When Eugene wakes up and finds that Frances is gone, that’s not the only problem he has to face. After learning that she snuck out on him, Eugene walks out in the rain and stares off in the distance sadly. Returning inside, Willie knows his pain and, during their talk about the blues, lets out the truth: there is no lost song. Willie lied to Eugene to get out of that nursing home. A stunned Eugene walks over, picks up his guitar, and starts to play, while Willie ruminates out loud. Eugene has now learned what it means to play the blues.
With Crossroads winding down, almost everything has been addressed . . . except Willie’s deal. In town, they pull up in a cab at a house, where Willie asks for a woman who has not been mentioned so far. The young black woman at the door tells her that she’s dead. This was a house of prostitution long ago, but it’s just a quiet home now. He asks the young woman about his crayon crossroads. That’s where they have to go.
At the crossroads, Eugene is skeptical that any such magic will happen, but soon a sports car races toward them, and the same brash man from Willie’s sepia-toned deal gets out. He has not changed nor aged. Willie wants to see Legba, but the wily man says that he goes by Scratch now. A surlier-than-ever Willie says to stop playing games, he needs to see him. And suddenly the Devil appears. He is wearing an old-style black suit and hat, and has a broad smile. He is friendly to Willie, but Willie is all business. Both men ignore Eugene, who is baffled. The deal is off, proclaims Willie, but the Devil responds that it doesn’t work that way. Willie tries to offer him money, to no avail, and the Devil suggests coyly that Eugene’s soul might make him change his mind. Willie says no, but Eugene laughs it off, saying, “I don’t believe in any of this shit anyway.”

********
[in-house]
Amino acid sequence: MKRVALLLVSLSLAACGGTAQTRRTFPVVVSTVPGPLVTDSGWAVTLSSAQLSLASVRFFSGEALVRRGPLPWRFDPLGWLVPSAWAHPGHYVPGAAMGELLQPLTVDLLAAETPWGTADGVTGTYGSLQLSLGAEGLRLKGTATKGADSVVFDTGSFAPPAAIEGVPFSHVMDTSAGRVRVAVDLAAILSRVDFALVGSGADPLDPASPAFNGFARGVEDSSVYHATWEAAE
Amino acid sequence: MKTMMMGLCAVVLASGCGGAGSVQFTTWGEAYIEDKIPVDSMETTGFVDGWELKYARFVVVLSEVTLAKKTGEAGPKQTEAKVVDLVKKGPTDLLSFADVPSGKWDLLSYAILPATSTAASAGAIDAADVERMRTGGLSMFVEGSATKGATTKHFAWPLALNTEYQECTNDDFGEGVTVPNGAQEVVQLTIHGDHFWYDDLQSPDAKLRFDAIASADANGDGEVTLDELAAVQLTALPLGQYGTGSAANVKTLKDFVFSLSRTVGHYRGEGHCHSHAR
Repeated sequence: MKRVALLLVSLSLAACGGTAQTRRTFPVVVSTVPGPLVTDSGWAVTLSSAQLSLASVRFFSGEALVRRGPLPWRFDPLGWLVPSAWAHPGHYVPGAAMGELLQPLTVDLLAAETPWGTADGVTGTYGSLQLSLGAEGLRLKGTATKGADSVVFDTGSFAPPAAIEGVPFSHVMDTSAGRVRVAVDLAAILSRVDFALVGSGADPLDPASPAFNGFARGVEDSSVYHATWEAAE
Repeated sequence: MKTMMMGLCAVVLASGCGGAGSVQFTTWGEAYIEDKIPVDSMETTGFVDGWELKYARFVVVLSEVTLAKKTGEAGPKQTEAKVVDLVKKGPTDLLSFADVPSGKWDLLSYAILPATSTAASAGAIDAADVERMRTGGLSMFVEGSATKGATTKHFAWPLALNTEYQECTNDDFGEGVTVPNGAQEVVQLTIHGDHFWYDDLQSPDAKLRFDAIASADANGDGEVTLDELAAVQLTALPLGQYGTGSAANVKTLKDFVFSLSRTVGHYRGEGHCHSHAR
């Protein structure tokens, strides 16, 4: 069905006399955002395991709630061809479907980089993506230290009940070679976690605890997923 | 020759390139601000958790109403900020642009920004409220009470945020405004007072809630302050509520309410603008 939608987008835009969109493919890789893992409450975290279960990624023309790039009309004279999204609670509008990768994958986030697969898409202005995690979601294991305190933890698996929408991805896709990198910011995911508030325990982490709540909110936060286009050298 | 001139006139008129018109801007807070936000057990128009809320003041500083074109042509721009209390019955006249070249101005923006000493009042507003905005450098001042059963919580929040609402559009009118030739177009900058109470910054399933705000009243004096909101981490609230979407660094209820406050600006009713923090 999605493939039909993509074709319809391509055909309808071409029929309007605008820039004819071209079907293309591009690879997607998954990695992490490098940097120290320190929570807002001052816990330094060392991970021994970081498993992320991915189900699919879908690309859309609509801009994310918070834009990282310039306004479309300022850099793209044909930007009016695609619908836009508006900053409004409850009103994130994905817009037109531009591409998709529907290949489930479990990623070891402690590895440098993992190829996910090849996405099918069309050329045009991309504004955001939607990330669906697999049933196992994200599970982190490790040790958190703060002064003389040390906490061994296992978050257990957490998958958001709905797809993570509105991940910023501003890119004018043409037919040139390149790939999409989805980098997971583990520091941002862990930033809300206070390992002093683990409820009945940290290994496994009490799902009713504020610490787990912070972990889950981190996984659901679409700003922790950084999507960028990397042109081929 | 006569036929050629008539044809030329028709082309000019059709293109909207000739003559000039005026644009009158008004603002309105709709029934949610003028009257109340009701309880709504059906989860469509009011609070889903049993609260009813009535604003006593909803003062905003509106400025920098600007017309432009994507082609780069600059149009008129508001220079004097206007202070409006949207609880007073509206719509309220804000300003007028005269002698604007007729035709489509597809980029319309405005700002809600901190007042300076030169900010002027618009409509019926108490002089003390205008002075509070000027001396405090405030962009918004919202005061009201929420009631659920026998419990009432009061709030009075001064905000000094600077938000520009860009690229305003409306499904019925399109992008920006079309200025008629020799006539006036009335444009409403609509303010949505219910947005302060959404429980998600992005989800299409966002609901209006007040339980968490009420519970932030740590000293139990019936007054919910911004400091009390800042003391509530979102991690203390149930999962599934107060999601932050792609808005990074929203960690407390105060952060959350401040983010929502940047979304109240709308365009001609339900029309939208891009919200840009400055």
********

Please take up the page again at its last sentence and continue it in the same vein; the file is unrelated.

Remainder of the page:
What must happen is: Eugene will “cut heads” with the Devil’s man named Jack Butler, played by ’80s guitar hero Steve Vai. If Butler wins, then both Willie and Eugene are under contract. If Eugene wins, then Willie is free. Magically, they are all transported to a big juke joint, and there on the stage is the man Eugene must outplay. He is long-haired and wearing spandex, a stark contrast to Eugene’s humbler clothes. The duel begins, with Butler’s crazy antics and wild solos, and Eugene responds with his old school blues. After a short back-and forth, it appears that Jack Butler will win. The crowd cheers, the Devil laughs, and Willie hangs his head. Until Eugene breaks in with his classical music, flying up and down the guitar’s neck as everyone slowly realizes that he is not defeated after all. When he is done, Jack Butler can’t respond, the wild man can’t play the carefully measured music. Finally, our underdog comes out on top by relying on the very thing he thought he wanted to discard. Willie’s contract gets torn up, and Eugene has gained the experience he wanted.
Back on the road, Eugene is rambling about their new musical partnership and his plans, but Willie tells him that they must part ways. We already understood that they were at different points in their lives, and soon – though we won’t be there to see it – their paths must diverge. The end.